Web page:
“No, thank you. I’ll take the witch any day”: An Interview with Caroline Hagood

Growing up as a weird girl, one who wanted nothing other than to wear the comfy clothes of her male peers, I never thought myself to be feminine. I labeled myself as a tomboy at the age of five and ran with it. It was an excuse to step outside of the femininity that was expected of me. A reason to wear my baggy green basketball shorts, rather than those knee-length plaid bermuda shorts all the girls my age were wearing in the early 2000’s. I thought of myself as an outsider. 

As seventh grade crept up on me, I was someone who tried to dress and style myself in the image of other girls my age, always feeling that my personality and looks fell short. I was this twelve-year-old girl, standing in front of a mirror, wearing clothes that my mom thought were cute, feeling as if I was a fictional character in the story of my own life. No matter which spot I tried to force the puzzle piece of myself in, I was always forced back out to confront the true version of myself lingering in the back of my mind. I was inauthentic to myself because being different was frowned upon, but as I got older, I took my quirky personality, put it on display, and let my freak flag fly.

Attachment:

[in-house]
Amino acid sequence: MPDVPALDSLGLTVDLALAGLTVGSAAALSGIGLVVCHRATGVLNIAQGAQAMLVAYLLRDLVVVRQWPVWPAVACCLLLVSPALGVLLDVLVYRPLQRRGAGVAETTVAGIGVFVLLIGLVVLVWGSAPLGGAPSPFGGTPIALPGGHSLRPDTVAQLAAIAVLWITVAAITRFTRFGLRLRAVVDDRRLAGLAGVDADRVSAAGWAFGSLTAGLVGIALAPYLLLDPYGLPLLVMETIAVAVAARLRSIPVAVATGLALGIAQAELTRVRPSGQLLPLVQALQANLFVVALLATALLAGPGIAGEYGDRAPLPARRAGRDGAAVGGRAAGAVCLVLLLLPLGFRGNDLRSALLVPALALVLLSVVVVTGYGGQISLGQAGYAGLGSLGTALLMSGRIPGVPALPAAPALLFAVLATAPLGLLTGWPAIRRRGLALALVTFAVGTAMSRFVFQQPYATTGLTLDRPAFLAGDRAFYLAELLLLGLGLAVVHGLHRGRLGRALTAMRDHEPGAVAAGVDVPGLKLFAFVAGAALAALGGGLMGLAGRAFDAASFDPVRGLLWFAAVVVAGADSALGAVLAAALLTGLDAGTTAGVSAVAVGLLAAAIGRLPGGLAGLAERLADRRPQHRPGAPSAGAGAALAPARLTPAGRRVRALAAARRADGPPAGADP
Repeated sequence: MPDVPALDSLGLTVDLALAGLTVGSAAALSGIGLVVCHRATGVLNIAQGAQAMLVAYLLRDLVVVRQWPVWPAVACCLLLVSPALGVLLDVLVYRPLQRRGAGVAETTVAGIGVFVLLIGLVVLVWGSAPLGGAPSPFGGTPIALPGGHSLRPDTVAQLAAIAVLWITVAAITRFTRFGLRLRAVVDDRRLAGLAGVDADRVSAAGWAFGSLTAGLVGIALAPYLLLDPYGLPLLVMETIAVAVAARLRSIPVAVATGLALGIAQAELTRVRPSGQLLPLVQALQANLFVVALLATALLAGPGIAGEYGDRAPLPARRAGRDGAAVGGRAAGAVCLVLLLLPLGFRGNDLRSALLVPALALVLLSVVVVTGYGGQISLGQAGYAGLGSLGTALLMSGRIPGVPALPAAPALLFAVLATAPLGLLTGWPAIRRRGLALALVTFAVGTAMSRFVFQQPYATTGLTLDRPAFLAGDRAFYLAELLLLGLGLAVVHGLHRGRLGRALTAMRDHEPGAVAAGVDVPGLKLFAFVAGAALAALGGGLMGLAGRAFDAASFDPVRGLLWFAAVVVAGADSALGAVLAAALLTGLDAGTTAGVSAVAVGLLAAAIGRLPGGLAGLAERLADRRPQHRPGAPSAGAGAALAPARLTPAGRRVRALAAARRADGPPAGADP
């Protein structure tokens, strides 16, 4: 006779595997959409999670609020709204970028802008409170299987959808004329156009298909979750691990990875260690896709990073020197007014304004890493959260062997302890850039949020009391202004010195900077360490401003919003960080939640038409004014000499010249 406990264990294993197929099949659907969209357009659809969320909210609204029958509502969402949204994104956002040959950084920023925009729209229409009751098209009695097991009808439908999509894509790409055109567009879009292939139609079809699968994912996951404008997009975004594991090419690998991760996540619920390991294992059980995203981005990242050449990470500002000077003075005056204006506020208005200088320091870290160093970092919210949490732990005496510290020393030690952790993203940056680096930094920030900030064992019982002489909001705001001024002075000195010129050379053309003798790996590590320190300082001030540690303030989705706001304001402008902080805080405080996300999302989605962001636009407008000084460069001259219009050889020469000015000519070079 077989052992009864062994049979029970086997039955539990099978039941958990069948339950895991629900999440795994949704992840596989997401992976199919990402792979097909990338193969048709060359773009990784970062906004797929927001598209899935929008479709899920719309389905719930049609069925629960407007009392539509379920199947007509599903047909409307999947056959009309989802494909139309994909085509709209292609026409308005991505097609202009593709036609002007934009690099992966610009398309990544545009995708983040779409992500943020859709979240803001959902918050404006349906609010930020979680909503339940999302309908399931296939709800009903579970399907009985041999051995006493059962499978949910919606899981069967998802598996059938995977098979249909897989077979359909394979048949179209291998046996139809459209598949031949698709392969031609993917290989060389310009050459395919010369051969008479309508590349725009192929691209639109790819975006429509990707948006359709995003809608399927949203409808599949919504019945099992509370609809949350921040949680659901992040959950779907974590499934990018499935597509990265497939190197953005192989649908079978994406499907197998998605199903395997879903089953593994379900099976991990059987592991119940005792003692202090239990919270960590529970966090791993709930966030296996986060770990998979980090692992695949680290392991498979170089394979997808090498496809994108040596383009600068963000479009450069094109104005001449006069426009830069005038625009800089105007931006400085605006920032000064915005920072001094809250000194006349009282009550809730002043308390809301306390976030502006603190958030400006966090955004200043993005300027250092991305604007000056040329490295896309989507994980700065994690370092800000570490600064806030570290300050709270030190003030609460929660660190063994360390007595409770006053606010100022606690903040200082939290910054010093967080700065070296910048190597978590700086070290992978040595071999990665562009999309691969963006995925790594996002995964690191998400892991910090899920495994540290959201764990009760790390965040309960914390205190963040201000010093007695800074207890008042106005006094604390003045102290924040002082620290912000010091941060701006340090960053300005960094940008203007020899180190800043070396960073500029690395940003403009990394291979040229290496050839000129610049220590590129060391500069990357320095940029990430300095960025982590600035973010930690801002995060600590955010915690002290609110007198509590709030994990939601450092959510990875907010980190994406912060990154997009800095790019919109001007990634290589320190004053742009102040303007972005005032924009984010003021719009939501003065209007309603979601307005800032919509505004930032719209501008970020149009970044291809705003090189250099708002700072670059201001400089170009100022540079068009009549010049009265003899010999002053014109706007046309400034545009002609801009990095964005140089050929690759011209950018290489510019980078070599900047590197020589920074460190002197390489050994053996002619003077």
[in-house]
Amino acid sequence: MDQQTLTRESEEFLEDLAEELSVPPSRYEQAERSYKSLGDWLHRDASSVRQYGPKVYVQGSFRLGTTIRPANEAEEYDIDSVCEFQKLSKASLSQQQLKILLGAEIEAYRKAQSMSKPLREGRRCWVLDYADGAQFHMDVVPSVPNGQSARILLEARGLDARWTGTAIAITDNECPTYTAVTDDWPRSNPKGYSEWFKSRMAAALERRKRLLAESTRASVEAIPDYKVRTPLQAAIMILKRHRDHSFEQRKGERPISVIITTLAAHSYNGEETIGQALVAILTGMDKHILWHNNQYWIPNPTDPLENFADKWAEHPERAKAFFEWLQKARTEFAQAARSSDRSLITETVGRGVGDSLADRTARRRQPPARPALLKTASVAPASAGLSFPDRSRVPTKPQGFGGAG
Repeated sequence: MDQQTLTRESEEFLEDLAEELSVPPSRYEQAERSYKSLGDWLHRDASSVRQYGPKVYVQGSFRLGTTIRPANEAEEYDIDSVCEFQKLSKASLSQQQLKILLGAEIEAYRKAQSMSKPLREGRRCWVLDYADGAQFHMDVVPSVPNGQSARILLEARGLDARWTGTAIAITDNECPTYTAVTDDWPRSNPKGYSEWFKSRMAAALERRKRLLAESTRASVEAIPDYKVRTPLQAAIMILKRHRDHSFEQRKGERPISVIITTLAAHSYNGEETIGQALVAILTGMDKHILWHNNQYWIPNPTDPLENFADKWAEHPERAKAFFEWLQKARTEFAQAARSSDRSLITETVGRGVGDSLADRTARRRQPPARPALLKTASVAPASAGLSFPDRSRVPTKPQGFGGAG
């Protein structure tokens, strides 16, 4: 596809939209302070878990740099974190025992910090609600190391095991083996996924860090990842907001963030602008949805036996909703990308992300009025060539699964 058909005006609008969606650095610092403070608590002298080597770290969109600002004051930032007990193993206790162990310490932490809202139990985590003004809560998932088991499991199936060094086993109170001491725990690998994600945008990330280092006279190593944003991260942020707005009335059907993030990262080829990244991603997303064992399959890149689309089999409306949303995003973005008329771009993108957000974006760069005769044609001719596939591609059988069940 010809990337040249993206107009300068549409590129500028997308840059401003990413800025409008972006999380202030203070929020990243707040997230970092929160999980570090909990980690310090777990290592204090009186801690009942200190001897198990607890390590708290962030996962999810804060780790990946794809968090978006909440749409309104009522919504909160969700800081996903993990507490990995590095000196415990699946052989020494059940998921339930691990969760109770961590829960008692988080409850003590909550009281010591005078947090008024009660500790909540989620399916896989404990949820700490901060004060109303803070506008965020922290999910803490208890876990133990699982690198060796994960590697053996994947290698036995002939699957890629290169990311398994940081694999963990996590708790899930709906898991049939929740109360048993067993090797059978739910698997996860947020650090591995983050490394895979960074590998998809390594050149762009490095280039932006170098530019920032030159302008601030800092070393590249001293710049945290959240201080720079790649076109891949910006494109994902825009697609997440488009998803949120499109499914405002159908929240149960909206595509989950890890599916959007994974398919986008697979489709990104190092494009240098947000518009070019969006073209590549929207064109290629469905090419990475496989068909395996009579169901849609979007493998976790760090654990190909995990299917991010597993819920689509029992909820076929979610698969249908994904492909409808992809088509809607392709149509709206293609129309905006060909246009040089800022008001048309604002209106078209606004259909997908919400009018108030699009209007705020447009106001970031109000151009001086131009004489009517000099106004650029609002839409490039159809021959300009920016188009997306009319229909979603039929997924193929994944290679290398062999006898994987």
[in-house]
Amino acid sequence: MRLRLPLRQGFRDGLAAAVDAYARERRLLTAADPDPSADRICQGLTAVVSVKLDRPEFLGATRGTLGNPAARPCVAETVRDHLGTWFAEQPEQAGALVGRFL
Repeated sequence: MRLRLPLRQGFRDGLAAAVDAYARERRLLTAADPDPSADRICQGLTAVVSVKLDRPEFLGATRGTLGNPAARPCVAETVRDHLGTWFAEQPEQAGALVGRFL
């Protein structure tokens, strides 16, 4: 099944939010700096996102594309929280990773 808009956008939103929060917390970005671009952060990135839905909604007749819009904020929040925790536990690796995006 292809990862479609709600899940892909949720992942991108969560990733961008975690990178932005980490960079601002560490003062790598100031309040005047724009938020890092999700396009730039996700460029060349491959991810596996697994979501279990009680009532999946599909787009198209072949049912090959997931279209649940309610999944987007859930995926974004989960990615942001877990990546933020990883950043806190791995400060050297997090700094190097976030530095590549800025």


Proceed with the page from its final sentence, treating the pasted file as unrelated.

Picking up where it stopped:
This younger version of me who felt so isolated was the reason I felt such a big connection to Caroline Hagood’s book, Weird Girls: Writing the Art Monster. I first learned about Hagood’s book by searching through the PopMatters website, where I found a review of Weird Girls by Megan Volpert. I knew I needed this book in my life. 

In addition to 2022’s Weird Girls, Hagood has published Lunatic Speaks (2012), Making Maxine’s Baby (2015), Ghosts of America (2021), and Ways of Looking at a Woman (2019). A novel, Filthy Creation, is due out soon. She has been published in Electric Literature, Creative Nonfiction, LitHub, Kenyon Review, Huffington Post, The Guardian, Salon, and Elle. Along with a long list of many more incredible accomplishments, Caroline Hagood is also a mother, an assistant professor of literature, writing and publishing and director of undergraduate writing at St. Francis College in Brooklyn, as well as an editor at Hanging Loose Press. When the chance came up to interview Caroline Hagood, the author of a book that I knew was going to mean so much to me, I immediately took it.